The development of scientific literacy: First-grade children's questions and comments during a shared-book experience

Barbara Jo Keckler, Fordham University


This study described the questions and comments of seven first-grade children during shared-book experiences using expository science big books. Eight shared-book experiences, each consisting of 3 half-hour sessions, were conducted over a period of 11 weeks. The sessions, entitled Reading, Rereading, and Responding, were video- and audiotaped and transcribed. The children's questions and comments were categorized through protocol analysis of the verbal interaction among the children and the children's spontaneous verbal reactions to the texts and illustrations. Analysis of the children's questions and comments indicated that the shared-book experience using science big books elicited a high frequency of children's language. The categories of questions culled from 335 questions in decreasing order of frequency were: Detail, Interpretation, Labeling, Inference, General, Prediction, Real World, and Meaning. In addition, the children's predictions were analyzed, and findings showed that science concepts accounted for 46% of the predictions. A frequency pattern indicated differences in the quantity of predictions among books and sessions. Book format, the interest level of the students in particular topics, and teacher prompts all influenced the frequency and type of the children's predictions. Children's thinking process skills and development of science concepts were revealed through the protocol analysis of 1191 comments. Sixty-four percent of the comments were within the broad category Focus on Information. The subcategories Labeling and Detail elicited the highest frequency of comments. Labeling demonstrated the children's ability to use conceptual thinking through their comments about the identity of items, features, and actions depicted in the illustrations and texts. Detail comments reflected the children's ability to elaborate and provide additional literal information about the books. Thirty-six percent of the children's comments incorporated first-grade science concepts identified as common to local, state, and national curriculum guidelines. Frequency analysis of the comments among books suggested that they were linked to the specific science theme of each book. In general, the greatest number of science concept comments occurred in the following categories: Animal Needs, Classification, and Families. Through a shared-book experience using expository science big books children can learn much of the information and concepts of the first-grade science curriculum. This study presents evidence that first graders use a variety of thinking processes which are important to the development of scientific literacy. The results of this study suggest that an integrated curriculum approach which includes teaching science through the shared-book experience can offer part of an alternative science program to first-grade teachers.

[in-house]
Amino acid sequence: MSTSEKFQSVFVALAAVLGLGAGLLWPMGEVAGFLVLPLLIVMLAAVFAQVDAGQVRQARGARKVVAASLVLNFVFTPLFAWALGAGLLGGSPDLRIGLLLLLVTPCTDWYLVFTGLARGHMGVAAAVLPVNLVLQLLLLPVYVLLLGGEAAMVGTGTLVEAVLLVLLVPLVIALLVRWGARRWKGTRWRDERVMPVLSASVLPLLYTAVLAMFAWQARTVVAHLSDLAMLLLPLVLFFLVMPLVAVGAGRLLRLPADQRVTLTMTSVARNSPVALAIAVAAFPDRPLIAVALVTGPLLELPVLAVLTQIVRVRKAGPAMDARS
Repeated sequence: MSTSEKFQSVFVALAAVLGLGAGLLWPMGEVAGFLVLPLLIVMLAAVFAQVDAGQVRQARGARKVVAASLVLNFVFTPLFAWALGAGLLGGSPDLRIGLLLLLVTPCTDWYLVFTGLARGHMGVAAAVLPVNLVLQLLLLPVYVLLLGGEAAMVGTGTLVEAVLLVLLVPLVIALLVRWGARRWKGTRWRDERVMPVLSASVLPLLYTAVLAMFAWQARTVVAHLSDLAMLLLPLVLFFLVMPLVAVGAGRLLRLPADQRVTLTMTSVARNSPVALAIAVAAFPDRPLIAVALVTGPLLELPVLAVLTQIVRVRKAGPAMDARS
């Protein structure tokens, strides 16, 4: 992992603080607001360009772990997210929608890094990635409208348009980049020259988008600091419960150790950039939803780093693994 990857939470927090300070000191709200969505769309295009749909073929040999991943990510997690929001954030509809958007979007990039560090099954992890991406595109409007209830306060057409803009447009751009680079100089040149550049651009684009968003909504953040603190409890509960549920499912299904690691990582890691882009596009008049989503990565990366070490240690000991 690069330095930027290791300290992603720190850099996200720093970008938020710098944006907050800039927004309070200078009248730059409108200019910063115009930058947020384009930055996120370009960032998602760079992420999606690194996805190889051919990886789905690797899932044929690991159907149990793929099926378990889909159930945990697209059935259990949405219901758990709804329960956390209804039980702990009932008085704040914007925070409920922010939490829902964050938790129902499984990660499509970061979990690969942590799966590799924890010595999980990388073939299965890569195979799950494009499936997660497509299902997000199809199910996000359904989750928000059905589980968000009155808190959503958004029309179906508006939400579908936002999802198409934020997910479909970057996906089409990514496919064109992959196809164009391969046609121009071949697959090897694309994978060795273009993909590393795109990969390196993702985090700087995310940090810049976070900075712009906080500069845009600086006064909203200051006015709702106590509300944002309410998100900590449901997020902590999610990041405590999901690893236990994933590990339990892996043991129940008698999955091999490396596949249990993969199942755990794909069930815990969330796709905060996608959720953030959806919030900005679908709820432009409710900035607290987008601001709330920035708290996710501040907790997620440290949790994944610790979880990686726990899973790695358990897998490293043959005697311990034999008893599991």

Subject Area

Elementary education|Science education

Recommended Citation

Keckler, Barbara Jo, "The development of scientific literacy: First-grade children's questions and comments during a shared-book experience" (1995). ETD Collection for Fordham University. AAI9530952.